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Washington Performing Arts Announces Its Next Season Is Moving Online

Due to Covid-19, the DC music mainstay will stream concerts from big-name performers.

DC's Kennedy Center. Photo courtesy of iStock.

Washington Performing Arts is one of the area’s leading sources of classical-music programming (along with jazz, world, and other genres), putting on performances at the Kennedy Center, Strathmore, Sixth & I, and other venues. Like every other concert presenter, the organization has been profoundly affected by Covid-19. While there are starting to be a few tentative steps toward staging in-person concerts, WPA has opted to take its entire upcoming season online, it announced Monday during a Zoom event.

Launching in early 2021, the series, called Home Delivery Plus, will include big-name performers such as pianist András Schiff; a trio consisting of violinist Joshua Bell, pianist Evgeny Kissin, and cellist Steven Isserlis; mezzo-soprano J’Nai Bridges; and cellist Alisa Weilerstein, among others (you can see the complete lineup here.) There will also be a tribute to Aretha Franklin and other non-classical fare.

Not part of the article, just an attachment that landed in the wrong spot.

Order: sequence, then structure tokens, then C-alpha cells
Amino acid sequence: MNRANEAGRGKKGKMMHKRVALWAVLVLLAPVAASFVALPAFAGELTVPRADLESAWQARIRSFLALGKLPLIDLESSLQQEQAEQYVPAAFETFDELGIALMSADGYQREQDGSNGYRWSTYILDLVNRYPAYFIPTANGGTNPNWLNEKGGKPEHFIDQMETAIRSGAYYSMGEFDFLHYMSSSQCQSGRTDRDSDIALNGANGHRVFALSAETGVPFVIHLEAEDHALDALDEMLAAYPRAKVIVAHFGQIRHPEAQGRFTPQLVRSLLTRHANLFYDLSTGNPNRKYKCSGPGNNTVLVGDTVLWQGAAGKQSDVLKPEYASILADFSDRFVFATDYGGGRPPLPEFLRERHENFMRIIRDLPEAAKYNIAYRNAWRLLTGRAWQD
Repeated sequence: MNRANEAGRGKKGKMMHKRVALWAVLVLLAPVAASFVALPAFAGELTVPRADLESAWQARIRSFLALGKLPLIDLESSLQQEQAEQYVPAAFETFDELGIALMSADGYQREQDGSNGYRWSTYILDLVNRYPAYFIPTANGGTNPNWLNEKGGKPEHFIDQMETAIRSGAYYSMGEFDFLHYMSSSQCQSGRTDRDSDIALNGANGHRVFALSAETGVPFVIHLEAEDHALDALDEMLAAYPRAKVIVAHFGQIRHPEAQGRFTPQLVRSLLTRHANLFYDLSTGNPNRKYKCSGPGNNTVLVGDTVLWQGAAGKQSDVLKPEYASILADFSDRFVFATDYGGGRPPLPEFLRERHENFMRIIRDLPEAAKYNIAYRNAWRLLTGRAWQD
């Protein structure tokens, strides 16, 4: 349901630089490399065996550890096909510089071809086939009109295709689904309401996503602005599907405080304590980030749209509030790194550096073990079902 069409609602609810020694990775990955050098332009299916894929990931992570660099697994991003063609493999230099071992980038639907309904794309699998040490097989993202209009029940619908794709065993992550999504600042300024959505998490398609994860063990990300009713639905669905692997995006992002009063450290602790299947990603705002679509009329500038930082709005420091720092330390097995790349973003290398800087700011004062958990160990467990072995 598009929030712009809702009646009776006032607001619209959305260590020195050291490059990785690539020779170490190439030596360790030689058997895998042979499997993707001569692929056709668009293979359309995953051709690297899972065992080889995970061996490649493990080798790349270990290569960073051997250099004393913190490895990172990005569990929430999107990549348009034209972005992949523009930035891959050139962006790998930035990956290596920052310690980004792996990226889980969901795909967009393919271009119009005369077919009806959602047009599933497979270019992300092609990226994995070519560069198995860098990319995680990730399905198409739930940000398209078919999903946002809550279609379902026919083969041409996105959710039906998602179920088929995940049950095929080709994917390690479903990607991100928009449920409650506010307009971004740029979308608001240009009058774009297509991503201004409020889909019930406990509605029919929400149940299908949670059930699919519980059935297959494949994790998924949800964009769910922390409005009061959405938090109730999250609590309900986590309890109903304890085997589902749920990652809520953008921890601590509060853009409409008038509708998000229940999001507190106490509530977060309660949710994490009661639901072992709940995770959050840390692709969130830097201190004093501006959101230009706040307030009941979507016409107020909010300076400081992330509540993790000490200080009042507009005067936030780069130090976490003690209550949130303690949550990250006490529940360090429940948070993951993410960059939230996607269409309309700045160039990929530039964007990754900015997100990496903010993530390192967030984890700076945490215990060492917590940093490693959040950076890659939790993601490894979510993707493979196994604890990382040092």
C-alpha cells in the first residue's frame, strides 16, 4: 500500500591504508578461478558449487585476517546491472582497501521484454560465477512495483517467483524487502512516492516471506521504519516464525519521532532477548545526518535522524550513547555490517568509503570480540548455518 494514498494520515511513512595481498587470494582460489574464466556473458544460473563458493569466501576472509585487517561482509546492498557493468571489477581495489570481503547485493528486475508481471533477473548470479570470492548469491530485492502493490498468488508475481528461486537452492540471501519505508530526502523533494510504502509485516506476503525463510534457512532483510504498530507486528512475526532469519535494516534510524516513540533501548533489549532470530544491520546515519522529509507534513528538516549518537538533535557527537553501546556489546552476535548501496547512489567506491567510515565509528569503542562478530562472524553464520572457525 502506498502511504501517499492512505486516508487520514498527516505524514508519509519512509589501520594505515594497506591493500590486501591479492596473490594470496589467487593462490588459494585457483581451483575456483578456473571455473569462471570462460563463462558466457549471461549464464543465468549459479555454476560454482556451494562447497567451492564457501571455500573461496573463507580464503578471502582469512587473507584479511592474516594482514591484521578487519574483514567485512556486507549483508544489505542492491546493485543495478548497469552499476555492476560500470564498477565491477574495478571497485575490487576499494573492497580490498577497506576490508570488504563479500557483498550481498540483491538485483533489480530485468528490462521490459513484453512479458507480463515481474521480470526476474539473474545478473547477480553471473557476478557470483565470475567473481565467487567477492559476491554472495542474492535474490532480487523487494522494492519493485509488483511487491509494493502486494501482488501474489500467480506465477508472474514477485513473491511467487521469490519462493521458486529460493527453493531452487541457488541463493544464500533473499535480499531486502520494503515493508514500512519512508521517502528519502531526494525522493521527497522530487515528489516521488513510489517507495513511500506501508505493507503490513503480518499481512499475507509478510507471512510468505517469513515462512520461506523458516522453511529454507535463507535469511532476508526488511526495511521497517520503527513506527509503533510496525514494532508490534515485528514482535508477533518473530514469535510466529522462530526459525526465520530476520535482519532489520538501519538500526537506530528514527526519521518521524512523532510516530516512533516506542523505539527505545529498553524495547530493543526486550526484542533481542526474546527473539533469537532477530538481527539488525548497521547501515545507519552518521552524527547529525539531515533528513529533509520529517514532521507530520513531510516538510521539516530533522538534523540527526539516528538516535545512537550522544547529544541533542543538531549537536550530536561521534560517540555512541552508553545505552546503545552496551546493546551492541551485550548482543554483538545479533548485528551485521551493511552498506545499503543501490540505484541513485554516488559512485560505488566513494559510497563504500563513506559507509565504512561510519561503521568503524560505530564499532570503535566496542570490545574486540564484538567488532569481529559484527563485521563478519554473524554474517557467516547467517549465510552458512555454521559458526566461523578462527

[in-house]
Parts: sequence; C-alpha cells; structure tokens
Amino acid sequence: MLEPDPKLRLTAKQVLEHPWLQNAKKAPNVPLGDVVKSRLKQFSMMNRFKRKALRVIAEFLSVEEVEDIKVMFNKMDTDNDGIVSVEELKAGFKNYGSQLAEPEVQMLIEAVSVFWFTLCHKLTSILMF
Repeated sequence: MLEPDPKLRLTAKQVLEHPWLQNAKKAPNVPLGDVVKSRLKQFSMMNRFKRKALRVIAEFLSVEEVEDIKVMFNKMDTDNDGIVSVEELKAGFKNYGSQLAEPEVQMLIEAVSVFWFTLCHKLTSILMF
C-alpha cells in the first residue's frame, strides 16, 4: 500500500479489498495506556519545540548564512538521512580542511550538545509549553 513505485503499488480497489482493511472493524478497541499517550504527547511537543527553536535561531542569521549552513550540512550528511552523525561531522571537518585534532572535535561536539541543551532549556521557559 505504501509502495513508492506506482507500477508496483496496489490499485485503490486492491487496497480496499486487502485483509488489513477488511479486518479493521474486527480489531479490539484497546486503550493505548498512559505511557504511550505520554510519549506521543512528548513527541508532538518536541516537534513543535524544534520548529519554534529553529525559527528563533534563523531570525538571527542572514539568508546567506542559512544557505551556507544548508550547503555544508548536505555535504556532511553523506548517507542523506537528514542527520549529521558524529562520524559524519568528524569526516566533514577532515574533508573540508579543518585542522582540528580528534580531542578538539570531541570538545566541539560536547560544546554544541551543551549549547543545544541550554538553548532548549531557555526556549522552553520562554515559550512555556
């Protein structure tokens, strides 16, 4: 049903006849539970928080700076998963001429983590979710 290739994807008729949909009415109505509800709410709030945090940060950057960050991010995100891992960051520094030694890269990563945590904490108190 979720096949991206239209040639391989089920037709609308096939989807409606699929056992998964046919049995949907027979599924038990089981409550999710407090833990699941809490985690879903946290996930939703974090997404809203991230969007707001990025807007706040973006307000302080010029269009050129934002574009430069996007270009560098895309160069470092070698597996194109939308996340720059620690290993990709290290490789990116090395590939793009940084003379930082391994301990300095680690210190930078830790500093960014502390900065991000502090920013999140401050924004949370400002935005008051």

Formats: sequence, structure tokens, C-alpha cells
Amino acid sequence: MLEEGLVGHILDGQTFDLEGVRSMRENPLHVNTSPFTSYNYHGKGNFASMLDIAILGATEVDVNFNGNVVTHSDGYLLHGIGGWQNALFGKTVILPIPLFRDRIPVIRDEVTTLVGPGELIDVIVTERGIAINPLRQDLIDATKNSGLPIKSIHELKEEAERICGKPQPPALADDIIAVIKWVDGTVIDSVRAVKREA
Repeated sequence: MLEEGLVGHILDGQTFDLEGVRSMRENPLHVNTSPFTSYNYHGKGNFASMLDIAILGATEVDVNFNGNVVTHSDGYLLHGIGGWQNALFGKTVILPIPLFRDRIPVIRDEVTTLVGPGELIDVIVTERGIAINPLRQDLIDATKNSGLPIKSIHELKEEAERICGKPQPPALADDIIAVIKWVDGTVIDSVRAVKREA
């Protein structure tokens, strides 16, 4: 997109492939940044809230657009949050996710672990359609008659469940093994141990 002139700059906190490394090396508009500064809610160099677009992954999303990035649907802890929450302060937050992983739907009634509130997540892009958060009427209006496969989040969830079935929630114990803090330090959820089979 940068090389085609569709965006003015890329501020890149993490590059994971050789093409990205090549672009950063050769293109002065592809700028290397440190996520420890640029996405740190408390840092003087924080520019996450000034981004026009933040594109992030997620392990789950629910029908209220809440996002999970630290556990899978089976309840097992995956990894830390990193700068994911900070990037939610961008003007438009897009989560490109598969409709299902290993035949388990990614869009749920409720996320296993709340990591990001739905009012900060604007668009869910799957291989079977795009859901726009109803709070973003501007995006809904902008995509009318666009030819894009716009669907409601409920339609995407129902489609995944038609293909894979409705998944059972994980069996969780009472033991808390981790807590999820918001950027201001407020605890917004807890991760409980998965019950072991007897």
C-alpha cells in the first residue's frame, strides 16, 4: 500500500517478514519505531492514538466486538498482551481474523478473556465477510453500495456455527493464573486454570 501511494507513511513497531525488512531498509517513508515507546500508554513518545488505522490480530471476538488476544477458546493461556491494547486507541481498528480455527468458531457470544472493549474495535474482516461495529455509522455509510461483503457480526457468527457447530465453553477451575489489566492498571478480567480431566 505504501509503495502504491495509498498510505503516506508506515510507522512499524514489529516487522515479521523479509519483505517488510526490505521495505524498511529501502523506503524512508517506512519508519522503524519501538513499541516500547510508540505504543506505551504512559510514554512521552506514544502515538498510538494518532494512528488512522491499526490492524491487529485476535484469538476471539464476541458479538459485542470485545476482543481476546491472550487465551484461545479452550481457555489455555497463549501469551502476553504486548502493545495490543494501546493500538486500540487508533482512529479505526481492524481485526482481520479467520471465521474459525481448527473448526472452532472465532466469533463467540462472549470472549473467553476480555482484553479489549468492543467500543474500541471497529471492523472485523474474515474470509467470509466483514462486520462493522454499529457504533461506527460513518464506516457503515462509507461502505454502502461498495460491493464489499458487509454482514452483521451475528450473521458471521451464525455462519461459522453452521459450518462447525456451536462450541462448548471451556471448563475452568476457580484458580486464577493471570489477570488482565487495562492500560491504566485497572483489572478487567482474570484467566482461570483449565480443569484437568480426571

The performances will be streamed live from various venues around town. Information about dates, venues, and ticket prices will be released over the summer (“pricing will be structured in keeping with the streaming marketplace,” according to a release), and tickets will go on sale at some point after Labor Day. A variety of packages will be available, with some including extras like artist Q&As and opening performances from local musicians.

One interesting thing to note: WPA says that there’s a chance in-person tickets will end up being available for these performances, should it prove to be safe to have audiences attend indoor concerts when the time comes. If that happens, those tickets will be sold separately from the streaming tickets.

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Politics and Culture Editor

A DC native, Rob Brunner moved back to the city in 2017 to join Washingtonian. Previously, he was an editor and writer at Fast Company and other publications. He has also written for the New York Times Magazine, New York, and Rolling Stone, among others. He lives with his family in Chevy Chase DC.

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